For Mark, that struggle ended when he was just 19 years old. A Freshman at Liberty University, he had returned home to support his brother in a district basketball playoff game. But after the game, his decision to head to a friend’s home where he spent time partying and drinking with his old high school friends became the first of two decisions that would forever change the lives of his friends and family.
His second decision — a decision that far too many young people make after a high school party — is the decision that ended his life. Mark attempted to drive home and ended up in a car accident that claimed his life.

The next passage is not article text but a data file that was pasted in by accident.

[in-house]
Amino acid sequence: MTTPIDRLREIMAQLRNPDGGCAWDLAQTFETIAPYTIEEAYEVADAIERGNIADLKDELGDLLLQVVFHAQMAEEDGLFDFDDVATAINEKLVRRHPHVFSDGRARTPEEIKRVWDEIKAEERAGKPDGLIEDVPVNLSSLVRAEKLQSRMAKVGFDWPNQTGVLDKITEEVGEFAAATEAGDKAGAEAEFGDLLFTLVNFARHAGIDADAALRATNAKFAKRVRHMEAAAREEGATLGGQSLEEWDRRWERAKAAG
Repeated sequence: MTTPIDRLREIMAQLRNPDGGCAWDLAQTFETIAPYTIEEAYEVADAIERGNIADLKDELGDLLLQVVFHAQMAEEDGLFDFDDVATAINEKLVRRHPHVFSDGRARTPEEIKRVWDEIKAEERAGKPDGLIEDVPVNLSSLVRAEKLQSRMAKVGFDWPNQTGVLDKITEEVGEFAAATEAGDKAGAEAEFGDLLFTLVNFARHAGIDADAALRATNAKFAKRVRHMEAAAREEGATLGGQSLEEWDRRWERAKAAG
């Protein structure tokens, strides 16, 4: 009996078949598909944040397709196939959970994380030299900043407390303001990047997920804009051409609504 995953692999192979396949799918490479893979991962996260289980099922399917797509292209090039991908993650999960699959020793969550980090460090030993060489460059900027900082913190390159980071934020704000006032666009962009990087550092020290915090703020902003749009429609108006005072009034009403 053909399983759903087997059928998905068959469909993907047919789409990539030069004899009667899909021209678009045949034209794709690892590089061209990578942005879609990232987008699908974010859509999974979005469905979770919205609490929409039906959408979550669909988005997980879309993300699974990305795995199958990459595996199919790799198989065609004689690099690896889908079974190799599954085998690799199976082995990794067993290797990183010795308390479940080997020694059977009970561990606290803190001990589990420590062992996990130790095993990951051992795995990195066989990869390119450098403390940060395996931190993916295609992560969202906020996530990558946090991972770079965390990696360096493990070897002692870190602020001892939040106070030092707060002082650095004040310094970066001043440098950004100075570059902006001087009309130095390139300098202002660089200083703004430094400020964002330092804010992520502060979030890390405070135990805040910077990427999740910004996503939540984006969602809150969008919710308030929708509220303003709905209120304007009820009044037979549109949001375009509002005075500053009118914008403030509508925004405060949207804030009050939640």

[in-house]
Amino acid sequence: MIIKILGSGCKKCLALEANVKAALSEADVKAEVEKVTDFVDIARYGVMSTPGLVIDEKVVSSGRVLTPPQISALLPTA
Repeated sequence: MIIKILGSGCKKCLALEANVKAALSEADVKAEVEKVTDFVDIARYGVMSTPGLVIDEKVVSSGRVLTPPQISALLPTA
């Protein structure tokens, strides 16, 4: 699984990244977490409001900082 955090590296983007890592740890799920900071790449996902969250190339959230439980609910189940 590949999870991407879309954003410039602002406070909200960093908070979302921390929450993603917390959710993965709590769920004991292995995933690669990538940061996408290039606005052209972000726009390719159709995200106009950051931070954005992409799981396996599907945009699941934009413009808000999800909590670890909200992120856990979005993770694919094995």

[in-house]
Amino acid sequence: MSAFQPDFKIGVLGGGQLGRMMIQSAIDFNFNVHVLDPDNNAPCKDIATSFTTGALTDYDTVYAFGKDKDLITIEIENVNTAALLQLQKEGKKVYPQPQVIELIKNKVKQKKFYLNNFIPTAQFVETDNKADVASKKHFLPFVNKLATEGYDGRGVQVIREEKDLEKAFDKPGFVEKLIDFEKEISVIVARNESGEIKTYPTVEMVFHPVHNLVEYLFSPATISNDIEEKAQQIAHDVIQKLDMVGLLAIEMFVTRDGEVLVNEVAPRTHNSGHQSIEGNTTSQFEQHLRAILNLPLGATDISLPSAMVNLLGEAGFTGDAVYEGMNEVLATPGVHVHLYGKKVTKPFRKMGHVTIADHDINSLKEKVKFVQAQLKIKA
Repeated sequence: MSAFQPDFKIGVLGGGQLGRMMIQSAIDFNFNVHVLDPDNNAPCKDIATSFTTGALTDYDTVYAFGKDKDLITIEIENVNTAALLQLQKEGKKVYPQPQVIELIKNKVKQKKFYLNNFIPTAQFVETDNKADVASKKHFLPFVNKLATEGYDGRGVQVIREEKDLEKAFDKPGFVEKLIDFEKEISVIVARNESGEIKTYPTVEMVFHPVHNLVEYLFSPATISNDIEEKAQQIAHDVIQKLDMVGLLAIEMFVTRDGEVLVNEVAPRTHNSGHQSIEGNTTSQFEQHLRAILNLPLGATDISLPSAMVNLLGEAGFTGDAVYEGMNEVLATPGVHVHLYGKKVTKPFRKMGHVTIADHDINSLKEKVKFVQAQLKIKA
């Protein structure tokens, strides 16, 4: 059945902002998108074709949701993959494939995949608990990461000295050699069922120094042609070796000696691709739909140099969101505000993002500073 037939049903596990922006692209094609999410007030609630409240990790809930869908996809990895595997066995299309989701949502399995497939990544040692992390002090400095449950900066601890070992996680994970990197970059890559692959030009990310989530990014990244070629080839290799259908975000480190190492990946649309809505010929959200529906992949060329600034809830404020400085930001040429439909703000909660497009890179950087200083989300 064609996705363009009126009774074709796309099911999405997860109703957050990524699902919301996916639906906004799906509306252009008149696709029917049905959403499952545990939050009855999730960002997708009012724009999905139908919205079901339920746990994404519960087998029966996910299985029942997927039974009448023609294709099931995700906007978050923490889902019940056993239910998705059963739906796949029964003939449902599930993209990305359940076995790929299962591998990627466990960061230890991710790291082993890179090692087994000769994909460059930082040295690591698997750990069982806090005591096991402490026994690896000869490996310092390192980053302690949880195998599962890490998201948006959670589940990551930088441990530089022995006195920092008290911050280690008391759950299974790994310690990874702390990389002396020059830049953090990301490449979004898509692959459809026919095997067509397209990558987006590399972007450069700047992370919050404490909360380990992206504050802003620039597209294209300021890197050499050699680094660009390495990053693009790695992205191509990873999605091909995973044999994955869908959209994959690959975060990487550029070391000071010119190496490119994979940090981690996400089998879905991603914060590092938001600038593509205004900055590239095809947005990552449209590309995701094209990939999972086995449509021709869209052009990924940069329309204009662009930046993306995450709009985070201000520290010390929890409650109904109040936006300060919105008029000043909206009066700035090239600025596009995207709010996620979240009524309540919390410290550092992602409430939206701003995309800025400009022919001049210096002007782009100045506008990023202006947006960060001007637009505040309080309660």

Mark’s friends, family, and those who knew him, describe him as a likable young man who left a positive impression on those he met. His gentle and encouraging spirit was one that drew people to him. He is remembered for his warmth, his love, his smile, his laughter and his desire to be a bright light to those around him. His friends shared stories that spoke to the little things he did to lift up those around him — from stopping to help a wheelchair-bound student to deliberately reaching out to a girl who was always standing alone.
Mark was a natural leader whose leadership qualities led many to believe that he would achieve whatever he wanted in life.